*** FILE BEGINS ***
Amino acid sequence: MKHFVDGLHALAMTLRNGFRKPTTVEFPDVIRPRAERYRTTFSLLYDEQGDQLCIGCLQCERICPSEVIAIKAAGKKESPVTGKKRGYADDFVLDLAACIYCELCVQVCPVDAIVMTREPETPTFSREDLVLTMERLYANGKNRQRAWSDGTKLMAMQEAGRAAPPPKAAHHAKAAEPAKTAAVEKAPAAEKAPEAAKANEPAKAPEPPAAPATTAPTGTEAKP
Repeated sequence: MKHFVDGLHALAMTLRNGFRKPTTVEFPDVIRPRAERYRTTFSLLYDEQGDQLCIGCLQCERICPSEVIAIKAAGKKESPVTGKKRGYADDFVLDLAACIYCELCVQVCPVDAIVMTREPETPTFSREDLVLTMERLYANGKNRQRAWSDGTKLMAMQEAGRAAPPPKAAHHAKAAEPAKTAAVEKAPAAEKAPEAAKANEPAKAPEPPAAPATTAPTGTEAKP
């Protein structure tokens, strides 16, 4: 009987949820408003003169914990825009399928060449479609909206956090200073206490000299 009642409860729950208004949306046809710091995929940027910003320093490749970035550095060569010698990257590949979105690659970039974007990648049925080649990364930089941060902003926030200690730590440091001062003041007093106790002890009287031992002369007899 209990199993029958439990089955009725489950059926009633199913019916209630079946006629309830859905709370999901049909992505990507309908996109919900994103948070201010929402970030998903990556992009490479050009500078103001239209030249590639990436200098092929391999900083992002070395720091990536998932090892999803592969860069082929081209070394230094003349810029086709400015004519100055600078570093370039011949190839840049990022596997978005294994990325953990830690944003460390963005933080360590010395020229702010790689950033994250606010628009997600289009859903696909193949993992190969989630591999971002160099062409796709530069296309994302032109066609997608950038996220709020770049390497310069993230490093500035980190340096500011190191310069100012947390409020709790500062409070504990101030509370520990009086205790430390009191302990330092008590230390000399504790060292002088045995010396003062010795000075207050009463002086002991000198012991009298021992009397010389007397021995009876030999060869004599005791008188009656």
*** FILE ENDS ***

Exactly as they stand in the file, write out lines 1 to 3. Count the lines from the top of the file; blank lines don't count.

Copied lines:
Amino acid sequence: MKHFVDGLHALAMTLRNGFRKPTTVEFPDVIRPRAERYRTTFSLLYDEQGDQLCIGCLQCERICPSEVIAIKAAGKKESPVTGKKRGYADDFVLDLAACIYCELCVQVCPVDAIVMTREPETPTFSREDLVLTMERLYANGKNRQRAWSDGTKLMAMQEAGRAAPPPKAAHHAKAAEPAKTAAVEKAPAAEKAPEAAKANEPAKAPEPPAAPATTAPTGTEAKP
Repeated sequence: MKHFVDGLHALAMTLRNGFRKPTTVEFPDVIRPRAERYRTTFSLLYDEQGDQLCIGCLQCERICPSEVIAIKAAGKKESPVTGKKRGYADDFVLDLAACIYCELCVQVCPVDAIVMTREPETPTFSREDLVLTMERLYANGKNRQRAWSDGTKLMAMQEAGRAAPPPKAAHHAKAAEPAKTAAVEKAPAAEKAPEAAKANEPAKAPEPPAAPATTAPTGTEAKP
């Protein structure tokens, strides 16, 4: 009987949820408003003169914990825009399928060449479609909206956090200073206490000299 009642409860729950208004949306046809710091995929940027910003320093490749970035550095060569010698990257590949979105690659970039974007990648049925080649990364930089941060902003926030200690730590440091001062003041007093106790002890009287031992002369007899 209990199993029958439990089955009725489950059926009633199913019916209630079946006629309830859905709370999901049909992505990507309908996109919900994103948070201010929402970030998903990556992009490479050009500078103001239209030249590639990436200098092929391999900083992002070395720091990536998932090892999803592969860069082929081209070394230094003349810029086709400015004519100055600078570093370039011949190839840049990022596997978005294994990325953990830690944003460390963005933080360590010395020229702010790689950033994250606010628009997600289009859903696909193949993992190969989630591999971002160099062409796709530069296309994302032109066609997608950038996220709020770049390497310069993230490093500035980190340096500011190191310069100012947390409020709790500062409070504990101030509370520990009086205790430390009191302990330092008590230390000399504790060292002088045995010396003062010795000075207050009463002086002991000198012991009298021992009397010389007397021995009876030999060869004599005791008188009656």